Other research areas
Permanent employment is the main rule for employment in the Norwegian working life. But there are alternative affiliations. Fafo has studied exceptions from this main rule in a number of projects. These projects concern fixed term jobs, temporary agency work and zero-hours contracts.
Fafo monitors the development related to forms of employment contracts and how these change over time. What is the extent of the use of fixed term contracts? What characterizes the growth in the temporary work agency sector and how does this growth relate to major changes in the Norwegian working life in recent years? Why do employers use alternatives to permanent employment and what are the consequences for the employees in question? We are also looking at how legislation and regulation though collective agreements may affect the various types of contracts and affiliations.
Temporary employment is a much debated issue. The controversy is whether or not this form of employment contract acts as an entrance to permanent employment, or if it results in more extensive periods of uncertainty. In continuation of this discussion, a question raised is whether temporary employees to a greater extent than others are recruited into jobs of low quality, i.e. jobs that only to a limited degree is developing and/or is characterized by poor working conditions.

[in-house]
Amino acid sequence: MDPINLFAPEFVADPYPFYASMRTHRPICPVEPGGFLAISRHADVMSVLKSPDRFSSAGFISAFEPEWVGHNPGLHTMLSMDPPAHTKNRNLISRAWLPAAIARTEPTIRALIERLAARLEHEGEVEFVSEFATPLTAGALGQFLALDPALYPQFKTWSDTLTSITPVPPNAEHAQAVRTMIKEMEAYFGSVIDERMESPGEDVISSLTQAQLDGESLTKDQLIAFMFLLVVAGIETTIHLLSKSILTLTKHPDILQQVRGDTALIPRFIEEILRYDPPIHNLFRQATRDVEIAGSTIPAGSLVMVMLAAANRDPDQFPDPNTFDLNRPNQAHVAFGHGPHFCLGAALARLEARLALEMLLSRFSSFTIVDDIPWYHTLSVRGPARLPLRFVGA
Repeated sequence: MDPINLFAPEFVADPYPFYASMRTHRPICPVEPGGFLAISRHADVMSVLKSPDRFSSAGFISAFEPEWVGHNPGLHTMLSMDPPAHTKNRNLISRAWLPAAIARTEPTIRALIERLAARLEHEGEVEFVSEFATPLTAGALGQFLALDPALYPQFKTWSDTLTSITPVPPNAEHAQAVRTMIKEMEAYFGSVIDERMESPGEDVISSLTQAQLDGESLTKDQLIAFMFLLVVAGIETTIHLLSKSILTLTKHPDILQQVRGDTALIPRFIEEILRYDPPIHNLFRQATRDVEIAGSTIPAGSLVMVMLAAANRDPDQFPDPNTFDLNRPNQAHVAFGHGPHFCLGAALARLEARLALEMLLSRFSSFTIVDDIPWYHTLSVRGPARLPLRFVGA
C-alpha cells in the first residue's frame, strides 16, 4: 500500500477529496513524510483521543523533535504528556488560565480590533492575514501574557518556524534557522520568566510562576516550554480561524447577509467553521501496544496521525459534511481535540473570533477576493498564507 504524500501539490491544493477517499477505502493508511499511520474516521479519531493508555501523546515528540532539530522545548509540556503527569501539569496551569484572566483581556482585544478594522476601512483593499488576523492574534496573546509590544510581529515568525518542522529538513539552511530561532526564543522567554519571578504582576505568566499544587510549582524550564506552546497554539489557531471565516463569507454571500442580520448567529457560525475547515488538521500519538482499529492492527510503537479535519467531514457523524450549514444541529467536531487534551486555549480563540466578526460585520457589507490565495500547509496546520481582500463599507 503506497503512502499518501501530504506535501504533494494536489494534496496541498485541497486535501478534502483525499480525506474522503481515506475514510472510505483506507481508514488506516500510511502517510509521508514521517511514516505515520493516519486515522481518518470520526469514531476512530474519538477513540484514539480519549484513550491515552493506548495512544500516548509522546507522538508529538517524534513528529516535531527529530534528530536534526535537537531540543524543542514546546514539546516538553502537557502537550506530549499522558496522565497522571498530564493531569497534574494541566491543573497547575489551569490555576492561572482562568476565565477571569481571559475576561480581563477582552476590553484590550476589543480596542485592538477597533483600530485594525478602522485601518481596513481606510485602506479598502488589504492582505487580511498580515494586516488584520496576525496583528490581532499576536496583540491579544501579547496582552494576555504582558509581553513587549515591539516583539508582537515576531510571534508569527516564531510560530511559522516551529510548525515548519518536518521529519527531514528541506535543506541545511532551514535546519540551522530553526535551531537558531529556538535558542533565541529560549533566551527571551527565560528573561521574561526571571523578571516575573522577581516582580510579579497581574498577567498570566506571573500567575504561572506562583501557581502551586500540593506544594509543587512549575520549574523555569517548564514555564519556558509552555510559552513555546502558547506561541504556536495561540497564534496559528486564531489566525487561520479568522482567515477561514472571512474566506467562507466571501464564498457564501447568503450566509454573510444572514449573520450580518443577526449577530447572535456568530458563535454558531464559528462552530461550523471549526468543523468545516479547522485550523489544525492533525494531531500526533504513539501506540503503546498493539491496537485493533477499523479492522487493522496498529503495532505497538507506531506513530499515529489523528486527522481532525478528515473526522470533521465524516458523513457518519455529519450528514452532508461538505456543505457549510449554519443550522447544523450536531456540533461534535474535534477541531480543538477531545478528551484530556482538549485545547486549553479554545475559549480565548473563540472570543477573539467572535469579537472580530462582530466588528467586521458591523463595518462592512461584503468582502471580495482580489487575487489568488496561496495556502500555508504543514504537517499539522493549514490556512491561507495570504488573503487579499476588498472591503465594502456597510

Around eight percent (2013) of employees are employed on a fixed term contract. Fixed term contracts are more commonly found in public and private sector services compared to industries such as manufacturing and construction, and many temporary employees fill in for someone who is absent from work for a shorter or longer period. The proportion of employees on fixed term employment in Norway is low compared to a number of other countries. However, changes in the legislation, places fixed term contracts and temporary employees on the agenda as a central issue in the years to come. Will there be an increase in fixed term contracts? How will employers change their hiring practices? And will it be easier or more difficult for employees to transfer from temporary employment into a permanent job?
Employers may solve the need for flexibility by the use of temporary work agency contracts or by outsourcing the work to subcontractors. Thus, a substantial number of employees are not employed at the workplace where they actually perform their work. The temporary work agency industry has increased markedly during the decade since the EU enlargement in 2004, and now includes occupations and industries that previously did not use such contracts. Many temporary hired employees are migrant workers. Thus, the discussion about temporary agency work has also revolved around labor migrants working conditions. Norway, as a consequence of the EU Directive on Temporary Agency Work, has applied new rules for contract labour, and there is a large interest in monitoring how these rules will function.